Learning how to maintain a hive with a healthy queen is absolutely vital for all beekeepers. A queen will be able to produce fertilized eggs that will in turn grow into more worker bees, or even future queens. In addition, the presence of a queen will encourage the workers to be more productive, and work harder to produce brood and honey stores. While it is possible for a hive to survive for some time without a queen, it will hurt the productivity of the hive in the long run. Thus, it is absolutely crucial for a productive hive to maintain a healthy queen.
Why should I replace the queen bee?
There are several reasons that one might need to re-queen a hive, with some reasons being, such as the age of the queen,
Re-queening a hive can be an exceptionally daunting task for newcomers to the beekeeping world. However, once you fully understand the stepps required for re-queening a hive, it is actually a rather simple and straightforward process. The first step to re-queening a hive, is understanding if you need to re-queen in the first place. The re-queening process should usually occur every one to two years. There are several reasons that one might need to re-queen a hive. These reasons could include:
You have an old queen
A queen will typically live between three to five years. The queen will slowly begin to decrease in egg production as she grows older. For this reason, some beekeepers will re-queen the hive every two years to ensure that there is always a young and healthy queen in the hive producing eggs.
You have a queen who is laying fewer eggs
You may notice the hive showing a steady decrease in bee population, or that your queen is producing inconsistent numbers of eggs. An inconsistent production in eggs could harm the overall health of the hive, and should result in you replacing the queen as soon as possible.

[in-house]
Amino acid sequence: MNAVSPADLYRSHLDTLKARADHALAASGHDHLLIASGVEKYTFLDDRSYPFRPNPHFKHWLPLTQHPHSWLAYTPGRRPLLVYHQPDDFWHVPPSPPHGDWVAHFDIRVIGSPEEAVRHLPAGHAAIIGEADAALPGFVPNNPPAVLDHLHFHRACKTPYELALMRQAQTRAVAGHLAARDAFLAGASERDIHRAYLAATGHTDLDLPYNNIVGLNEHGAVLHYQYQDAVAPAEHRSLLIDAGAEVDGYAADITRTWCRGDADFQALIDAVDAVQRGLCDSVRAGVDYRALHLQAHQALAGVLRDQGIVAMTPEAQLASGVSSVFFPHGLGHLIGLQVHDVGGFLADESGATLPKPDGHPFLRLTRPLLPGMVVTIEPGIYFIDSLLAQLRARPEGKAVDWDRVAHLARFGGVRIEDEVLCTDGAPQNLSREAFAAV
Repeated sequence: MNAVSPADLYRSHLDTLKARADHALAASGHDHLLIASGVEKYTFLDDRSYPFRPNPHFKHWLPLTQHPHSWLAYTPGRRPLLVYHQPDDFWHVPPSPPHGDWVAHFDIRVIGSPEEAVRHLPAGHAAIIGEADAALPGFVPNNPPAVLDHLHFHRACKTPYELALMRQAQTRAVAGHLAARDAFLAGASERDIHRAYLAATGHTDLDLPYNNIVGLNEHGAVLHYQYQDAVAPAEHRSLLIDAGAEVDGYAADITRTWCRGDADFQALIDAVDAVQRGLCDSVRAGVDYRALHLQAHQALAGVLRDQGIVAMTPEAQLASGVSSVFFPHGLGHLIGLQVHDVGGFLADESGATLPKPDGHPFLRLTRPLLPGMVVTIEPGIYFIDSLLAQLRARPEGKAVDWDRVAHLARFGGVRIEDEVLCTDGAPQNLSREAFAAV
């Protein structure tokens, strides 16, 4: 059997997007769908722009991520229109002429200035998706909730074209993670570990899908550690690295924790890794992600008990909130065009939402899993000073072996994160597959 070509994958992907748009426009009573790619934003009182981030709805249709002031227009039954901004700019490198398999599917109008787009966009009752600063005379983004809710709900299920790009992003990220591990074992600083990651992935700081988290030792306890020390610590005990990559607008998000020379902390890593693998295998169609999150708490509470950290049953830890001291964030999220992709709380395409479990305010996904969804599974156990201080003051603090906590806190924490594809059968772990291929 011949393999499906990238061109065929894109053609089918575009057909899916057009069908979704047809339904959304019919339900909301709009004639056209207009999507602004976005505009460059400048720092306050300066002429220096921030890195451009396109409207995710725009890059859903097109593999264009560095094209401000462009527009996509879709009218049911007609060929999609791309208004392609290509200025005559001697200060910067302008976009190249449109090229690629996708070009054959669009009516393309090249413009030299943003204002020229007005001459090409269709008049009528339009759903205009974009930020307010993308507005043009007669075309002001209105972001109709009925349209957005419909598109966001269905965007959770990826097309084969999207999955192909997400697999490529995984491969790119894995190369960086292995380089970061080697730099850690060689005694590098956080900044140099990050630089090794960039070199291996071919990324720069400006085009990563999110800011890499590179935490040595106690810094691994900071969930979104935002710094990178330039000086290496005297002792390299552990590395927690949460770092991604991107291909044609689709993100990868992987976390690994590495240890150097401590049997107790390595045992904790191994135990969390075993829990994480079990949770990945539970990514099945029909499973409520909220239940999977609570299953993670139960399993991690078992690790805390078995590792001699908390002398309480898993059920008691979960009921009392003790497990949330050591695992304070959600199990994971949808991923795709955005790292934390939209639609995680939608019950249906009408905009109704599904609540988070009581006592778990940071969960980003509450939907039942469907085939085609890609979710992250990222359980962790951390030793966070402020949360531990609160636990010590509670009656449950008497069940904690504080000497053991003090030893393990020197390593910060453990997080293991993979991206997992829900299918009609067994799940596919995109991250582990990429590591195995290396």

Once you have determined that your hive needs to be re-queened, you should move forward with the process as soon as practical.
When Should You Re-Queen Your Hive?
Most beekeepers will re-queen their hives every September as an annual or semi-annual process. The reason why most beekeepers choose September is two-fold. Your queen will have more time to settle in to the hive, and the brood that she produces will have a longer lifespan due to their early months being spent within the hive. When spring arrives, your hive will be ready to explode with productivity. For these reasons, most beekeepers find that re-queening the hive is best done in September before the winter settles in.
Bear in mind, that you may incur some risk when re-queening in the colder months. This is partly due to the fact that workers will be more open to accepting a new queen in times when food is plenty. In a time of low nectar flow, your hive may not accept the new queen, and you could face issues in the short term. However, in most cases, the long term benefits outweigh the short term risks. This is why September is typically the optimal time.
The Process of Re-Queening Your Hive